On the list of things to im­prove: traf­fic sig­nals, evac­u­at­ing the el­derly, pet shel­ters

Tampa Bay Times - - Nation & World - BY RICHARD DANIELSON, STEVE BOUSQUET, MARK PUENTE AND C.T. BOWEN Times Staff Writ­ers

Now that Hur­ri­cane Irma has stag­gered through Florida like a drunken tourist, it is telling that the early lessons from the storm’s im­pact around Tampa Bay are less about life-and-death and more about qual­ity of life.

We learned the value of hav­ing gen­er­a­tors on stand-by. Of know­ing the rules of the road at in­ter­sec­tions with­out sig­nals. Of know­ing your neigh­bors. And of pre-brew­ing some good cof­fee for the morn­ing after the storm.

It’s a cy­cle built into nat­u­ral dis­as­ters: Ex­pe­ri­ence. Ob­serve. Maybe learn. Maybe change.

“The big les­son learned from Katrina was you had to get out there im­me­di­ately,” in­terim Tampa po­lice Chief Brian Du­gan said.

So that’s what 550 Tampa cops did, leav­ing their stag­ing area at Ray­mond James Sta­dium about 3 a.m. Mon­day, as soon as winds al­lowed. Street­lights were out, so Du­gan told of­fi­cers to drive with their blue and red lights on to an­nounce their pres­ence. In the pitch dark, you could see them flash­ing a long way off.

The of­fi­cial process of study­ing what worked has barely be­gun and will take a long time, but lo­cal of­fi­cials and res­i­dents say a few things are clear al­ready.

“We need to pre­pare for mass traf­fic sig­nal out­age after the storm and buy equip­ment that keep the sig­nals run­ning on bat­tery and or a ton of stop signs that will get peo­ple, hope­fully, to stop at in­ter­sec­tions as they should be do­ing any­way,” Pinel­las County Sher­iff Bob Gualtieri said.

Hills­bor­ough County Ad­min­is­tra­tor Mike Mer­rill agrees, but also wants a way to mon­i­tor and con­trol traf­fic sig­nals re­motely. And he said there should be emer­gency lights that come on at in­ter­sec­tions when every­thing else goes out.

“If some­body’s ap­proach­ing an in­ter­sec­tion, you can’t even see there is an in­ter­sec­tion,” he said. “You don’t know to look care­fully be­cause it’s too dark.”

The other thing, Mer­rill said, “is we need to work on co­or­di­na­tion with as­sisted liv­ing fa­cil­i­ties . . . to make sure they have a good plan to get peo­ple out.

“What we found was they kind of waited un­til the last minute or didn’t have a plan.”

Like the storm it­self, other take-aways from Irma touch on vir­tu­ally ev­ery as­pect of life.

Evac­uees mean peo­ple — and their pets

When Pasco County opened its first set of shel­ters, only one was ready for evac­uees with pets.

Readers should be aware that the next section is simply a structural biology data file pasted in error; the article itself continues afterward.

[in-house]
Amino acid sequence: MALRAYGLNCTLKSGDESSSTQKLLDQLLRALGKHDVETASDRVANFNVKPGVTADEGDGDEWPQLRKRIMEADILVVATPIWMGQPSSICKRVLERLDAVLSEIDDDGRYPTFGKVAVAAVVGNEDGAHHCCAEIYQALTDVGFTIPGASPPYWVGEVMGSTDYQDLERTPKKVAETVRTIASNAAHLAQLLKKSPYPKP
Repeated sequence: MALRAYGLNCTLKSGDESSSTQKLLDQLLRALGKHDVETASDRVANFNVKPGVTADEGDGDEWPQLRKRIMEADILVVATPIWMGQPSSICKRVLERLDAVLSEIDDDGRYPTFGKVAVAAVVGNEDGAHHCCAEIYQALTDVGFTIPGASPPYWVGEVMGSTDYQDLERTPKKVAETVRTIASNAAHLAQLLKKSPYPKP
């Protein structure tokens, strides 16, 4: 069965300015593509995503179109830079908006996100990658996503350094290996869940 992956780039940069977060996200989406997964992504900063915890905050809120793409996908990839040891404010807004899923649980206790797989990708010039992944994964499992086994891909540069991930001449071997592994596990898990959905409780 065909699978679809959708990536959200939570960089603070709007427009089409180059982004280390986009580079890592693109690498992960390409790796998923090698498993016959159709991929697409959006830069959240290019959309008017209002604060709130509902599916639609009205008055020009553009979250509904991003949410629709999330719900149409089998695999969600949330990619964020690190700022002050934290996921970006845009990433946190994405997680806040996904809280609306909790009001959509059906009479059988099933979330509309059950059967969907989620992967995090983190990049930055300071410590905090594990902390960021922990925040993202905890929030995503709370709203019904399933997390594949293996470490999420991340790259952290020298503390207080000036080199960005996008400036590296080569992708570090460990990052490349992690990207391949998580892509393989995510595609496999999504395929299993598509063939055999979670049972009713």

Big mis­take, Tax Col­lec­tor Mike Fasano said. A po­lit­i­cal leader for three decades who’s closely con­nected to Pasco’s many re­tirees, Fasano knew that older res­i­dents would refuse to evac­u­ate if that meant abandoning their dogs or cats.

“Their pets are their chil­dren,” he said. “I kept hear­ing from peo­ple, ‘Where are the pet-friendly shel­ters?’ ”

Sens­ing a grow­ing cri­sis, Fasano said he texted County Ad­min­is­tra­tor Dan Biles, who soon opened five more pet-friendly shel­ters. At the height of the storm, Fasano said more than 1,900 pets were in lo­cal shel­ters in Pasco.

Not enough gen­er­a­tors

In Tampa, sewage over­flowed from man­holes after power went out to 80 of the city’s 230 waste- wa­ter pump­ing sta­tions. Two days later, 75 pump­ing sta­tions were still off-line, forc­ing the city to ro­tate 20 por­ta­ble gen­er­a­tors among them.

Mayor Bob Buck­horn didn’t blame Tampa Elec­tric for the power go­ing out, but said, “I don’t like be­ing in that po­si­tion.”

“I’m think­ing, how many backup gen­er­a­tors do we need to buy? How much more fuel do we need?” he said the morn­ing after the storm.

Apps helped

Irma was Florida’s first true tech­nol­ogy hur­ri­cane.

It won’t be the last.

Gov. Rick Scott used TV to pro­mote the GasBuddy app, which tells users where sta­tions are open and what they’re charg­ing. And his chief emer­gency ex­pert, Bryan Koon, in­vited GasBuddy to set up shop at the state Emer­gency Oper­a­tions Cen­ter in Tal­la­has­see.

Florida’s big les­son for GasBuddy: The app needs more servers, more peo­ple and a lot more data.

“To main­tain ser­vices, we’re go­ing to have to beef up our ca­pa­bil­ity,” GasBuddy’s Pa­trick DeHaan said. “We also are learn­ing what type of data the gov­ern­ment is re­quest­ing dur­ing th­ese times so that in a sim­i­lar event we can have th­ese types of re­ports ready to go in­stead of hav­ing our team de­velop this over the week­end.”

In Pasco County, of­fi­cials mod­i­fied the MyPasco app so res­i­dents could use cell­phones to re­port storm dam­age, with pho­tos.

This helped the county build an on­line map show­ing closed roads and other prob­lems in real time.

“Any­body can see where the dam­age hap­pened in the county,” said County Ad­min­is­tra­tor Dan Biles.

The ben­e­fits don’t end there. The app also cre­ates a PDF file res­i­dents could use for in­sur­ance claims and FEMA ap­pli­ca­tions. In­trigued, the state has ex­pressed an in­ter­est in Pasco’s app.

Cur­fews are not popular

Lo­cal po­lit­i­cal lead­ers and law en­force­ment of­fi­cials im­posed cur­fews in more than a dozen coun­ties be­fore and dur­ing Irma, and some cit­i­zens saw ev­i­dence of overkill.

Tal­la­has­see lawyer and lob­by­ist Mark Dele­gal said lo­cal lead­ers over­re­acted when they im­posed a cur­few from 9 p.m. to 7 a.m. for three nights.